It is true that one of China’s many long-term tools in fighting a protracted trade war with the United Sates is the fact that China owns $1.18 trillion worth of US public debt – more than any other single foreign power. China retains a medium-term strategy of gradually selling of US debt while more importantly in the longer term, China will de-facto de-peg the Yuan from the US Dollar, thus allowing the Chinese currency to float on the open market. As a result of this, in the very long term, the Yuan’s value will likely skyrocket thus improving Chinese purchasing power, but with the added detriment of making Chinese exports more expensive in Dollar-for-Dollar terms. However, even this later apparent disadvantage is something that can be easily managed.
In the 1980s as the value of the Japanese Yen continued to rise against all other major currencies, Japan resorted to a trade strategy of selling goods at a Dollar-for-Dollar loss, while making up individual losses on a strategy which prioritised high volume sales over the value of individual transactions. Even when the Yuan floats, there is little danger of the Japan scenario, which nevertheless resulted in Japan’s economy remaining strong however stagnant. Unlike Japan which continues to maintain strict controls on both the inflow of goods and capital into the country, China is opening up its domestic markets as China seeks to become the next United States rather than the next Japan in terms of geo-economic dominance.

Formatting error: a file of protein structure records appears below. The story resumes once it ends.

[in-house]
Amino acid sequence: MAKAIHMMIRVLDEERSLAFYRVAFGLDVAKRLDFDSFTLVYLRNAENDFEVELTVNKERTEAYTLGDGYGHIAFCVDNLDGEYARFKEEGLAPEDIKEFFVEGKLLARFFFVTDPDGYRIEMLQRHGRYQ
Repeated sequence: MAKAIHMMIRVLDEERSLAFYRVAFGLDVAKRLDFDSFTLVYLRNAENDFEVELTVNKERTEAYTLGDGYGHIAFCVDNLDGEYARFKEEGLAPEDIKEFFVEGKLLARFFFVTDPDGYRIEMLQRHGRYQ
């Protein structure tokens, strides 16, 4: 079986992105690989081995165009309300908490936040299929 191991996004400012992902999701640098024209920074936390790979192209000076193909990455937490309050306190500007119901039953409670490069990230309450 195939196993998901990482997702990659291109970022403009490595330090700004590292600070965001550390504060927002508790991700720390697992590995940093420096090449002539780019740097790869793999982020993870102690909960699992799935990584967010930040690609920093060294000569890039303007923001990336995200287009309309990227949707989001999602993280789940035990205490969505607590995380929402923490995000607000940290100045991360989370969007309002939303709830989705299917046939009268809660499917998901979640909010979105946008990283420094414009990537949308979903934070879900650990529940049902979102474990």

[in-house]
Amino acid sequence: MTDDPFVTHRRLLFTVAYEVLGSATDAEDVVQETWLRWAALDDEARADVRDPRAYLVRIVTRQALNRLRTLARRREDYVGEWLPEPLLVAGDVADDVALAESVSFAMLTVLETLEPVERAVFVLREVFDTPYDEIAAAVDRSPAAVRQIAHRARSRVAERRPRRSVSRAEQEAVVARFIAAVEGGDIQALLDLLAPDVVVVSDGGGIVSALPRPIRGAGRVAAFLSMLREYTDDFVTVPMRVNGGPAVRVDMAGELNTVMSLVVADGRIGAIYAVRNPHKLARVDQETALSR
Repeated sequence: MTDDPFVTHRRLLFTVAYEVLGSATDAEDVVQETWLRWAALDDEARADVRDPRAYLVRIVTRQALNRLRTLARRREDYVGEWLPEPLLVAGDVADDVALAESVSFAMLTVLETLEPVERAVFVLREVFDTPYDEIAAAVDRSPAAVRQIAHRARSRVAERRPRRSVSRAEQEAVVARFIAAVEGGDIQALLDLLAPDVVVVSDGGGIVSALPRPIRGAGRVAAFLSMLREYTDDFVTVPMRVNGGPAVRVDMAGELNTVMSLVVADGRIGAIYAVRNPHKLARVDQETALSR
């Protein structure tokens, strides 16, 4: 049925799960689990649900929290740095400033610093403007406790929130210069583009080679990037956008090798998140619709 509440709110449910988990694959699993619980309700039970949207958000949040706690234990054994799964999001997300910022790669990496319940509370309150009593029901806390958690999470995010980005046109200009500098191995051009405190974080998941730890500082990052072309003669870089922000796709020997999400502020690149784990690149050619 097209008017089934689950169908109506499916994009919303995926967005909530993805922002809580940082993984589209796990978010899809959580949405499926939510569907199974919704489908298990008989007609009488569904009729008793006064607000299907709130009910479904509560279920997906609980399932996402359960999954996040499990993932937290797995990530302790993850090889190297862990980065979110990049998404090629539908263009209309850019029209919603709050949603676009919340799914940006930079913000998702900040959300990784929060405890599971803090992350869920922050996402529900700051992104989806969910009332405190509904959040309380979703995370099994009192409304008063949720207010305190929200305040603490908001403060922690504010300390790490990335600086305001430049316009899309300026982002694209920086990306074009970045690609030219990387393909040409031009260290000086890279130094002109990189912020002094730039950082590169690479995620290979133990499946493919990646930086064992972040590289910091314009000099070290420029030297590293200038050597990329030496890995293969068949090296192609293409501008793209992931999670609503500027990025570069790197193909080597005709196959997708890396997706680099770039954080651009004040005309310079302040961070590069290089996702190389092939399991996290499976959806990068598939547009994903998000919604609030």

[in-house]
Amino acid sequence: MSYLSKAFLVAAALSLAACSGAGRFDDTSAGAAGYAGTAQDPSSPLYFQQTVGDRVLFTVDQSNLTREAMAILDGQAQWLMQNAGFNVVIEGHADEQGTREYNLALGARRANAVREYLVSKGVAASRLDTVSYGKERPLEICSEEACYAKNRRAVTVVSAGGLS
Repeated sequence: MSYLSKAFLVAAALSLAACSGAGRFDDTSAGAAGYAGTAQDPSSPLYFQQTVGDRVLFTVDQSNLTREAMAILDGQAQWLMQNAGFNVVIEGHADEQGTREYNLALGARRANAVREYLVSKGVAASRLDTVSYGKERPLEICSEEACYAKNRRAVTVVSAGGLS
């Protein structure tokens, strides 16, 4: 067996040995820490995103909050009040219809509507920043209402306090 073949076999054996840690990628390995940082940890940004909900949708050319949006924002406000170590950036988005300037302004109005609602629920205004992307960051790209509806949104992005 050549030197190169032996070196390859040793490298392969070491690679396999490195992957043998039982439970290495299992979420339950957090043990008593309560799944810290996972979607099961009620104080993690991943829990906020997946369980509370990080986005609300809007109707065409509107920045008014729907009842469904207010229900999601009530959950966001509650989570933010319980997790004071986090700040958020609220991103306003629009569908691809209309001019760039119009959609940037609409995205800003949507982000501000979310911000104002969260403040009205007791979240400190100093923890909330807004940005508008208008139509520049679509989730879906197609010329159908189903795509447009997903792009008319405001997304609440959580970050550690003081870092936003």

Crucially however, the Chinese market socialist system retains restrictions on unregulated capital outflow and domestic business strategies which will prevent the duel phenomena of a domestic money drain as well as that of limited resources for re-investing in domestic infrastructure, social programmes and industrial/technological innovation. Thus, as sure as China seeks to avoid the pitfalls of Japans strong but stale and closed marketplace, China also has a mechanism to avoid the pitfalls of a more open market. Because of this, China has found the perfect balance between the two strongest economies of the late 20th century in order to fashion a new moderately prosperous society fit for the 21st century.
The aforementioned long term strategy of China’s monetary policy will likely not be effected by Donald Trump’s tariff war in terms of the general timetable that Chinese policy makers have drafted long before Trump even declared his candidacy. Because of this, China is not going to strike back at the US through dumping US bonds, let alone through changing its monetary model. The reason for this is that in addition to counter-tariffs on US imports which will take a bite out of US exporters at a time when the rest of the world is seeing their goods and capital welcomed in the Chinese market, China has another far more direct short term strategy to bring Washington back to the table.
While Donald Trump has frequently complained about the dependence of US businesses and consumers on Chinese imports, what he has neglected to account for are the billions of Dollars in Chinese investment which annually pour into the United States. China continues to invest in the US property market, while countless major development initiatives of the last decade in America’s biggest cities have been financed entirely from China.
While this remains the case, the numbers tell a different side of the story. In 2017 Chinese investments in the US totalled $29.7. The year prior, when Barack Obama was still President, Chinese investments totalled $46.5. Thus far in 2018, Chinese investments in the US have only been $1.8 and it is not likely that they will exponentially increase through the remainder of the year to come anywhere near 2017 levels.